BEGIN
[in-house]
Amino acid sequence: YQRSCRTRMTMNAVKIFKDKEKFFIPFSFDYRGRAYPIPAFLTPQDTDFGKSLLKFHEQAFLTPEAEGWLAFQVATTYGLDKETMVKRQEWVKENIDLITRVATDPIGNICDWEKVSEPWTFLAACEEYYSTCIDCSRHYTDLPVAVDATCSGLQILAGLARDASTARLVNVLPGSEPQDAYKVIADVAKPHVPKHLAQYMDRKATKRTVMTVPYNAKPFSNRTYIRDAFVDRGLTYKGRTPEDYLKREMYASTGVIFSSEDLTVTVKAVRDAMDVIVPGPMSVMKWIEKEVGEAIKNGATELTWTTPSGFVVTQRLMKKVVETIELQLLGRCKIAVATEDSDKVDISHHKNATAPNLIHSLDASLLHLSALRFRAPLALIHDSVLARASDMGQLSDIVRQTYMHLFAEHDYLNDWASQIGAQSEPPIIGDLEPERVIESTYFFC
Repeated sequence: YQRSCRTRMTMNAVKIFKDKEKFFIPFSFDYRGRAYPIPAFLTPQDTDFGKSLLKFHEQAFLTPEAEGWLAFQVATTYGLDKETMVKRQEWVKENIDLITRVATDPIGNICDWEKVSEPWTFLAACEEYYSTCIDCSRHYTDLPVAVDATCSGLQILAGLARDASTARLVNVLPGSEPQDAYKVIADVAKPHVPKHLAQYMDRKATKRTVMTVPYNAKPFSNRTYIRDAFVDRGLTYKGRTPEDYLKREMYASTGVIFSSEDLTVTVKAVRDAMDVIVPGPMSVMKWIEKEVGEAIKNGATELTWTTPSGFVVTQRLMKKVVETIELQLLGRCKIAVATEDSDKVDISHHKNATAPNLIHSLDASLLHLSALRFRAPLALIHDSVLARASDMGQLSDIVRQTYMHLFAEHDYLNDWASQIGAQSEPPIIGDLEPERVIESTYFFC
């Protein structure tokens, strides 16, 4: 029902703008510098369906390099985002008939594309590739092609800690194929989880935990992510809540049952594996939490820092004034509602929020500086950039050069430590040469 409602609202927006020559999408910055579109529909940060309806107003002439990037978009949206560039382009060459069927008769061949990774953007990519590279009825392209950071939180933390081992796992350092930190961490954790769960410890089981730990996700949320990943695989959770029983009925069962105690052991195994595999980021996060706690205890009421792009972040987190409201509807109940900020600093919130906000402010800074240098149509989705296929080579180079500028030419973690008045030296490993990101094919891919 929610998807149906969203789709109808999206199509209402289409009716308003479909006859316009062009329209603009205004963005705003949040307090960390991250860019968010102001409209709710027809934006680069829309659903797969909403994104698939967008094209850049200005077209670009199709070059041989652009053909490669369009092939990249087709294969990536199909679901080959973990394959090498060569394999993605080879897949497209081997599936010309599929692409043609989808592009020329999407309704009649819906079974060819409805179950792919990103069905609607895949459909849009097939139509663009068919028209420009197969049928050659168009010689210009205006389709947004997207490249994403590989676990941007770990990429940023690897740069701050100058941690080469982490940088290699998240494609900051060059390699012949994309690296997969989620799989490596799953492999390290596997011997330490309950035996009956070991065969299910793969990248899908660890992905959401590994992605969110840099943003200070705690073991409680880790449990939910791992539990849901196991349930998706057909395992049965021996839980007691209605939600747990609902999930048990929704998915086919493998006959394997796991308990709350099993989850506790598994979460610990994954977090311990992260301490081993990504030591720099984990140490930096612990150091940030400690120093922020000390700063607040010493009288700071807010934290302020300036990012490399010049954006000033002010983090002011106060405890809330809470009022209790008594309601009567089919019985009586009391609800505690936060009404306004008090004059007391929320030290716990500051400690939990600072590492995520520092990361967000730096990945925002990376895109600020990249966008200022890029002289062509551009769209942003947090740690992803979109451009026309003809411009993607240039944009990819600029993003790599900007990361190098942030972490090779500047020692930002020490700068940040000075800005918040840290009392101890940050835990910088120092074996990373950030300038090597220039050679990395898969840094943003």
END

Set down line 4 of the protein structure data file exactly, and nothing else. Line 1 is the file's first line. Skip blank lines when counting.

């Protein structure tokens, strides 16, 4: 029902703008510098369906390099985002008939594309590739092609800690194929989880935990992510809540049952594996939490820092004034509602929020500086950039050069430590040469 409602609202927006020559999408910055579109529909940060309806107003002439990037978009949206560039382009060459069927008769061949990774953007990519590279009825392209950071939180933390081992796992350092930190961490954790769960410890089981730990996700949320990943695989959770029983009925069962105690052991195994595999980021996060706690205890009421792009972040987190409201509807109940900020600093919130906000402010800074240098149509989705296929080579180079500028030419973690008045030296490993990101094919891919 929610998807149906969203789709109808999206199509209402289409009716308003479909006859316009062009329209603009205004963005705003949040307090960390991250860019968010102001409209709710027809934006680069829309659903797969909403994104698939967008094209850049200005077209670009199709070059041989652009053909490669369009092939990249087709294969990536199909679901080959973990394959090498060569394999993605080879897949497209081997599936010309599929692409043609989808592009020329999407309704009649819906079974060819409805179950792919990103069905609607895949459909849009097939139509663009068919028209420009197969049928050659168009010689210009205006389709947004997207490249994403590989676990941007770990990429940023690897740069701050100058941690080469982490940088290699998240494609900051060059390699012949994309690296997969989620799989490596799953492999390290596997011997330490309950035996009956070991065969299910793969990248899908660890992905959401590994992605969110840099943003200070705690073991409680880790449990939910791992539990849901196991349930998706057909395992049965021996839980007691209605939600747990609902999930048990929704998915086919493998006959394997796991308990709350099993989850506790598994979460610990994954977090311990992260301490081993990504030591720099984990140490930096612990150091940030400690120093922020000390700063607040010493009288700071807010934290302020300036990012490399010049954006000033002010983090002011106060405890809330809470009022209790008594309601009567089919019985009586009391609800505690936060009404306004008090004059007391929320030290716990500051400690939990600072590492995520520092990361967000730096990945925002990376895109600020990249966008200022890029002289062509551009769209942003947090740690992803979109451009026309003809411009993607240039944009990819600029993003790599900007990361190098942030972490090779500047020692930002020490700068940040000075800005918040840290009392101890940050835990910088120092074996990373950030300038090597220039050679990395898969840094943003």